Annual Campus Climate Challenge begins

Mount Allison residences and academic buildings compete to lower energy consumption

The campus climate challenge is on! This annual, inter-university competition takes place from Feb. 4 to 17. Energy consumption is tracked in residences and academic buildings and compared against a baseline of the previous two weeks to see which building can lower its energy consumption the most. At stake for the residences are house points, which contribute to winning House of the Year.

“The goal is not to be an exclusive two week recognition of environmental issues, rather, it aims to promote sustainable practices that can be adopted in everyday life for weeks, months and years to come,” said Andrew Linton, third-year student and head eco rep. He’s part of the student group that organizes the Campus Climate Challenge, otherwise known as C3. The competition has been running since 2007 with schools participating  across the Maritime provinces. In past years, residences at Mt A have reduced their energy consumption upwards of 30 per cent.

The Campus Climate Challenge tracks energy consumption for a two week period to encourage student awareness of environmental issues. Sylvan Hamburger/Argosy

Siobhan Doyle is a second-year international relations student, member of eco-action and eco-rep of Windsor Hall. “As an eco-rep, we do monthly building audits of whether windows are left open or leaky, are tapes leaky, are lights working properly, are they being left on,” said Doyle. Doyle plans on hosting a clothing swap for the competition and having the hall lights reduced to quiet hour lights. She also wants to find ways to reduce Windsor’s footprint when they host Mardi Gras.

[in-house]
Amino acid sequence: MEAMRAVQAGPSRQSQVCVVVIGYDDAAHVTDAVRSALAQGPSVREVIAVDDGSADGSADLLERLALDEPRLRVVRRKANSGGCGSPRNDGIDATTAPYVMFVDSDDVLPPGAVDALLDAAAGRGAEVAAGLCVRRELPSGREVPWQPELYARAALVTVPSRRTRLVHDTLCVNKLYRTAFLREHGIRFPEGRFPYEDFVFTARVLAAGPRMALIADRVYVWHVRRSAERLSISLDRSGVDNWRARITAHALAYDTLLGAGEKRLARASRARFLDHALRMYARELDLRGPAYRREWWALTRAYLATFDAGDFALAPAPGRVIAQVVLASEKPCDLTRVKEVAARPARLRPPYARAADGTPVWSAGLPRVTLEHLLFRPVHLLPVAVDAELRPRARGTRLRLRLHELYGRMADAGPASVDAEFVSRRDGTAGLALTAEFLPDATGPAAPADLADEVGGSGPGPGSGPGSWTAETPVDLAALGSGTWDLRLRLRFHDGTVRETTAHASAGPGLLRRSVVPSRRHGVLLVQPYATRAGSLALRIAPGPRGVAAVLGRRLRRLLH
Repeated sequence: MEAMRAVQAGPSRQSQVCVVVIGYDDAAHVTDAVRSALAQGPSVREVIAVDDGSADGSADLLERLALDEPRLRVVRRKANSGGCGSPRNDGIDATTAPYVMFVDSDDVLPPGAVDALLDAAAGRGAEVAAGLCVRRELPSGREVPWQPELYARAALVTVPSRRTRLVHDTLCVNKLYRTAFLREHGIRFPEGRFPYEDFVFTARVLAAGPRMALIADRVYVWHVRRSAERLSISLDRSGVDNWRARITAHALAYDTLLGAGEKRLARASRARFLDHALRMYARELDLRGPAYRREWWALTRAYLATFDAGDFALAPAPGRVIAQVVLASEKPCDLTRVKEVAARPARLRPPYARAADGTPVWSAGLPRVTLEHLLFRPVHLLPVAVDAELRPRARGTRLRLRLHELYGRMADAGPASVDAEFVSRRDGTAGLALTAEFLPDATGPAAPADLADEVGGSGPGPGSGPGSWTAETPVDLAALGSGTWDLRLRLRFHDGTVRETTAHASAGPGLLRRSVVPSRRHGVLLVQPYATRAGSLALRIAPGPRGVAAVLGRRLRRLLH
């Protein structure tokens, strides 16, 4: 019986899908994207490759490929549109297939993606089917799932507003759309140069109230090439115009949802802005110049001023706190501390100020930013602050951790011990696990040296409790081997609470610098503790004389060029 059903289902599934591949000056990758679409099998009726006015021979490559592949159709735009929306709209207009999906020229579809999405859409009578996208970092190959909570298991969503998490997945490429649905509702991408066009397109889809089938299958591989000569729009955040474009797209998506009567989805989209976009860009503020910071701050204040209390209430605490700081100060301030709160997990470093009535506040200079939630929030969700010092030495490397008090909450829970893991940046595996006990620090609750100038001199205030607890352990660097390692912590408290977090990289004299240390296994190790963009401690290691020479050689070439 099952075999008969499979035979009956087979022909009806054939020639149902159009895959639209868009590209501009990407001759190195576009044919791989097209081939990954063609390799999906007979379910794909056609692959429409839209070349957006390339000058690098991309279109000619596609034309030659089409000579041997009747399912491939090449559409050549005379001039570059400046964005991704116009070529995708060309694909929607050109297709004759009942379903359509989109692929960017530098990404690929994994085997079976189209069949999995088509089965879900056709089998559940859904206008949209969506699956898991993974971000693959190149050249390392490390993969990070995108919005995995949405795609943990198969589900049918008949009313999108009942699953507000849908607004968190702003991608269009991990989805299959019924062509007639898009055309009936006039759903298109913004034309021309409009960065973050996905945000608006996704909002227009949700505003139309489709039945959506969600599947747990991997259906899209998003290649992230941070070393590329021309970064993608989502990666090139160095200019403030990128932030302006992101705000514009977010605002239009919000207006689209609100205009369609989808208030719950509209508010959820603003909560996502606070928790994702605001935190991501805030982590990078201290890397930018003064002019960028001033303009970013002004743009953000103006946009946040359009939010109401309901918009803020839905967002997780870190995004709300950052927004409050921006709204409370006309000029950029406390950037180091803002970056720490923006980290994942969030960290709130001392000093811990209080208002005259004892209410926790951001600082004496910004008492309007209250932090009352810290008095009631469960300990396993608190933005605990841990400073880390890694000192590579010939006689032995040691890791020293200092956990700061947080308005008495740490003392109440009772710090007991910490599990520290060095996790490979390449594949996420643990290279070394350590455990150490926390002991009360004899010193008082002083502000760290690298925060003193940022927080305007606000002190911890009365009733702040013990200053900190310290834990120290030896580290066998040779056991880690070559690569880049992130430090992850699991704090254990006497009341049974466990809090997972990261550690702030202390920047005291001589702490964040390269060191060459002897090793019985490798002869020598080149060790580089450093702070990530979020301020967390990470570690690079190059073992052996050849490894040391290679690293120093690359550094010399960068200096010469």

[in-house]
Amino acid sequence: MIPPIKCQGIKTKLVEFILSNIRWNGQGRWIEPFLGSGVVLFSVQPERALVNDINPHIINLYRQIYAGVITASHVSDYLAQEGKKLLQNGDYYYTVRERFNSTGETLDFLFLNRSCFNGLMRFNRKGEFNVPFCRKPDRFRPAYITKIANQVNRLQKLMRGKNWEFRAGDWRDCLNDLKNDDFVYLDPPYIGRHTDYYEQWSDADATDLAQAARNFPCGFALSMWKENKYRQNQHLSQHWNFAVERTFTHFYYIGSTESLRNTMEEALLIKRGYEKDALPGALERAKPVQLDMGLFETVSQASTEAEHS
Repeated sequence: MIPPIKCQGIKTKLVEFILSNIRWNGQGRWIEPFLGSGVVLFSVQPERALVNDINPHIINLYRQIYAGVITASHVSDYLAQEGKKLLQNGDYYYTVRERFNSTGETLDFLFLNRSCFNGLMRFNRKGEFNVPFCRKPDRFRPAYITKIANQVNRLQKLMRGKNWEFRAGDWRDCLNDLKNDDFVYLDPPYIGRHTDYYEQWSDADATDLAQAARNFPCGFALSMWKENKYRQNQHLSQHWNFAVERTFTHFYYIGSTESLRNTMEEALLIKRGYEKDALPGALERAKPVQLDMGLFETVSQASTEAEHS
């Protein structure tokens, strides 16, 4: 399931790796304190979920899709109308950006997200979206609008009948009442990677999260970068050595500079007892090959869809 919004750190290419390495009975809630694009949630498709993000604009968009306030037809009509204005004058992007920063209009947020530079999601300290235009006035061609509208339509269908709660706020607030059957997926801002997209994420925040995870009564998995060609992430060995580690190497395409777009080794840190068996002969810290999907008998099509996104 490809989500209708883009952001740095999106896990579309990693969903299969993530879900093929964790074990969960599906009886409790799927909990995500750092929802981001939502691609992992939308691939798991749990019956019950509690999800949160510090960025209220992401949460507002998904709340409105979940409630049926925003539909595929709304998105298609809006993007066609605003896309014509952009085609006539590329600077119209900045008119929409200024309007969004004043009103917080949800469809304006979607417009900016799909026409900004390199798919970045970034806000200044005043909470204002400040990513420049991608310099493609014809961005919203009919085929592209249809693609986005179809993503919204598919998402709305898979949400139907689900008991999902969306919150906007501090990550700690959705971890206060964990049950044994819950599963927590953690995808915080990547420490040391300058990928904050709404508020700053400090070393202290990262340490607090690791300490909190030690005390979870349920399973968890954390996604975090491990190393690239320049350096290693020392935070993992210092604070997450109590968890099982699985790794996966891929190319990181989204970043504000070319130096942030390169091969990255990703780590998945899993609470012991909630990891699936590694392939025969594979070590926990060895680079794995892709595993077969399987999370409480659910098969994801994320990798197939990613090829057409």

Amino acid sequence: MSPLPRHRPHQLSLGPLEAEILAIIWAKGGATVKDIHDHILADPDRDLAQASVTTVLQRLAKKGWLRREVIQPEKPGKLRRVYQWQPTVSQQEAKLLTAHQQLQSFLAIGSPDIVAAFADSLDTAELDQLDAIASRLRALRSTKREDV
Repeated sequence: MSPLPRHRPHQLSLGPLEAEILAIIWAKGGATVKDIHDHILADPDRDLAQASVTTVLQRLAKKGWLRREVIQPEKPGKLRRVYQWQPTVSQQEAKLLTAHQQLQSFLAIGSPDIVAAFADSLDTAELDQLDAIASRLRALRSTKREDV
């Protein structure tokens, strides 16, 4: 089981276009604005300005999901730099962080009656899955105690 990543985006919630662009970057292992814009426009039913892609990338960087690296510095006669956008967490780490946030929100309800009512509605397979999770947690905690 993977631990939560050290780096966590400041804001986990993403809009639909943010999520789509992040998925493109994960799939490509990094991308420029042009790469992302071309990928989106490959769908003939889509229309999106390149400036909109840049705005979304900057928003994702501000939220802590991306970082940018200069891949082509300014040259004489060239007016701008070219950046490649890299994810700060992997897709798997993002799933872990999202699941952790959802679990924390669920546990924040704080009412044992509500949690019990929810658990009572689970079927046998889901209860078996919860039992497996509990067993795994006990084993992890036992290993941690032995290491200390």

Amber Leblanc is the eco-rep for Avard-Dixon and a second-year environmental science student. “I’ve always been super conscious of the environment and of living more sustainably,” said LeBlanc. “I’m in conservation biology this semester and it’s reinforcing everything, it’s so important to be aware of what we’re doing to the earth and to save where you can.”

Awareness is an important part of the competition, but some students remain unaware that it’s going on. “A lot people don’t know about it or they’ll forget that it happens every year or that it’s going on right now,” said Leblanc.

The competition has a Facebook page where they post tips for reducing individual energy consumption and host events to encourage participation, such as a joint meal with Lettuce Eat and a local food night. However, the habits made during C3 are meant to continue beyond these two weeks. “I think that we should always be thinking about how to live more sustainably, but presenting information in the form of a two week event provides an opportunity to convey information about energy use and sustainability to a larger proportion of the Mt. A community,” said Linton. “The event is important as a reminder of how individual actions can have an impact in reducing energy consumption.”

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